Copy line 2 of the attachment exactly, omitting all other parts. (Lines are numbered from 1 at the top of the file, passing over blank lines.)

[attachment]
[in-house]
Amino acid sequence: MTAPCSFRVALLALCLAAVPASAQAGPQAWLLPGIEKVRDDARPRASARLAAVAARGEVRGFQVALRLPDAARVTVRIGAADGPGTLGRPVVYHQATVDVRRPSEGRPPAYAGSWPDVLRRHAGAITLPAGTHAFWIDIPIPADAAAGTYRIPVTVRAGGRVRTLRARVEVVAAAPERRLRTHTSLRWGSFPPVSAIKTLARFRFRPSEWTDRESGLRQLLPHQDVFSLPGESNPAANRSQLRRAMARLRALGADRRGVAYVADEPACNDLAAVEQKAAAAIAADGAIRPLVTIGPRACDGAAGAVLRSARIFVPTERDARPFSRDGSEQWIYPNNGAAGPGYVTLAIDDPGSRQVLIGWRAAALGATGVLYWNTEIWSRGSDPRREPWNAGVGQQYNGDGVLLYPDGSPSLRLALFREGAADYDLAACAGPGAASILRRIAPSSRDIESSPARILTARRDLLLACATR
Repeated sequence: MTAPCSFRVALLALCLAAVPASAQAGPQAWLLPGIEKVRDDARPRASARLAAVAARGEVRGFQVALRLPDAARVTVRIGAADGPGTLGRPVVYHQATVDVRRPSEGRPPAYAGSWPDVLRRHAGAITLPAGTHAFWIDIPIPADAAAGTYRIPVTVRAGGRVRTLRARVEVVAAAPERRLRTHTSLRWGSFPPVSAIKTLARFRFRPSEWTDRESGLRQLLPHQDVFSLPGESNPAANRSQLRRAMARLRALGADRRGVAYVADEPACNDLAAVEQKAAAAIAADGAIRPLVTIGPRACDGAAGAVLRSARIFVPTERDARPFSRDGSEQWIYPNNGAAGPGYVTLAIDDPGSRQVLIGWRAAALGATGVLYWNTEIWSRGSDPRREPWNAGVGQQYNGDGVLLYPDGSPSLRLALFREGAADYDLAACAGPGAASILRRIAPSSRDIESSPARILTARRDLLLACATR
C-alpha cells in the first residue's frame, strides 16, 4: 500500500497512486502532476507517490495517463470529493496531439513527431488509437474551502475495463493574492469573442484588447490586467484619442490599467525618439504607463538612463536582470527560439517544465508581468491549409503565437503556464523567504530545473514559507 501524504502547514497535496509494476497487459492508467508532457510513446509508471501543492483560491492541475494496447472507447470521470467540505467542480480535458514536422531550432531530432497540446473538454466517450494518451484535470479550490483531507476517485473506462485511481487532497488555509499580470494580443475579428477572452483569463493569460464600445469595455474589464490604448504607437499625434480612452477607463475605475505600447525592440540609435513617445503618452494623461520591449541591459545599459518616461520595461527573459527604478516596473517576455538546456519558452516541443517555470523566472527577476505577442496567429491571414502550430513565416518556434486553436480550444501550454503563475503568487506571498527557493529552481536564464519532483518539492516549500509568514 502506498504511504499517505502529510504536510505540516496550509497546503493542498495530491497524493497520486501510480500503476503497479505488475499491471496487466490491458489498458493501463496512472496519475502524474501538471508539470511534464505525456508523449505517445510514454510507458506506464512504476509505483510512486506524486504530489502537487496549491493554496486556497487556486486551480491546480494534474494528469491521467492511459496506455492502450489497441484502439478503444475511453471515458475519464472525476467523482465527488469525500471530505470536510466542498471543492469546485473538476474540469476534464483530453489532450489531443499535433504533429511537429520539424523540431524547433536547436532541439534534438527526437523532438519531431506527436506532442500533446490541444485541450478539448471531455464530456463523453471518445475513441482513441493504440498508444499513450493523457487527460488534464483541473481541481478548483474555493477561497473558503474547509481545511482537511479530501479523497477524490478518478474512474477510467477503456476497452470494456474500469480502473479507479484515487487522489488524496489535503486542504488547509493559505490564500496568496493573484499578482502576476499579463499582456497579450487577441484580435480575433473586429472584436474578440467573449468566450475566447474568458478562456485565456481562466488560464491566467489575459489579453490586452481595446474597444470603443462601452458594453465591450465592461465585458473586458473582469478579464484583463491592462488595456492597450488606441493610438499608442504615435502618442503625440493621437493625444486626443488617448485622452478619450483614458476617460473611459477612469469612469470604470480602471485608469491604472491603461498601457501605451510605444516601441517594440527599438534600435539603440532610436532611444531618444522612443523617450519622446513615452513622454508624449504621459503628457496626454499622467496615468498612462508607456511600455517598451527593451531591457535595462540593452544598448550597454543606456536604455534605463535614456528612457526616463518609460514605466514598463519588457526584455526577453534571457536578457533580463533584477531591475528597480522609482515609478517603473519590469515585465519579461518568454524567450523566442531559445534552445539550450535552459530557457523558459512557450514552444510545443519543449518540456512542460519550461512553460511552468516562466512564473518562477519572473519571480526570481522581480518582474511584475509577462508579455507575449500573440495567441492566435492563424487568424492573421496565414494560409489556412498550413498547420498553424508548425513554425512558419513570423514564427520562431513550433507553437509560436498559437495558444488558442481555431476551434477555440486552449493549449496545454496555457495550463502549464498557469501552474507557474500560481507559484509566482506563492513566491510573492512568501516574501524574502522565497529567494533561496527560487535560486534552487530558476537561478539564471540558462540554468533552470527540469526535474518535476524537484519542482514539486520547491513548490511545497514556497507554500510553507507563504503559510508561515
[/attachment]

Amino acid sequence: MTAPCSFRVALLALCLAAVPASAQAGPQAWLLPGIEKVRDDARPRASARLAAVAARGEVRGFQVALRLPDAARVTVRIGAADGPGTLGRPVVYHQATVDVRRPSEGRPPAYAGSWPDVLRRHAGAITLPAGTHAFWIDIPIPADAAAGTYRIPVTVRAGGRVRTLRARVEVVAAAPERRLRTHTSLRWGSFPPVSAIKTLARFRFRPSEWTDRESGLRQLLPHQDVFSLPGESNPAANRSQLRRAMARLRALGADRRGVAYVADEPACNDLAAVEQKAAAAIAADGAIRPLVTIGPRACDGAAGAVLRSARIFVPTERDARPFSRDGSEQWIYPNNGAAGPGYVTLAIDDPGSRQVLIGWRAAALGATGVLYWNTEIWSRGSDPRREPWNAGVGQQYNGDGVLLYPDGSPSLRLALFREGAADYDLAACAGPGAASILRRIAPSSRDIESSPARILTARRDLLLACATR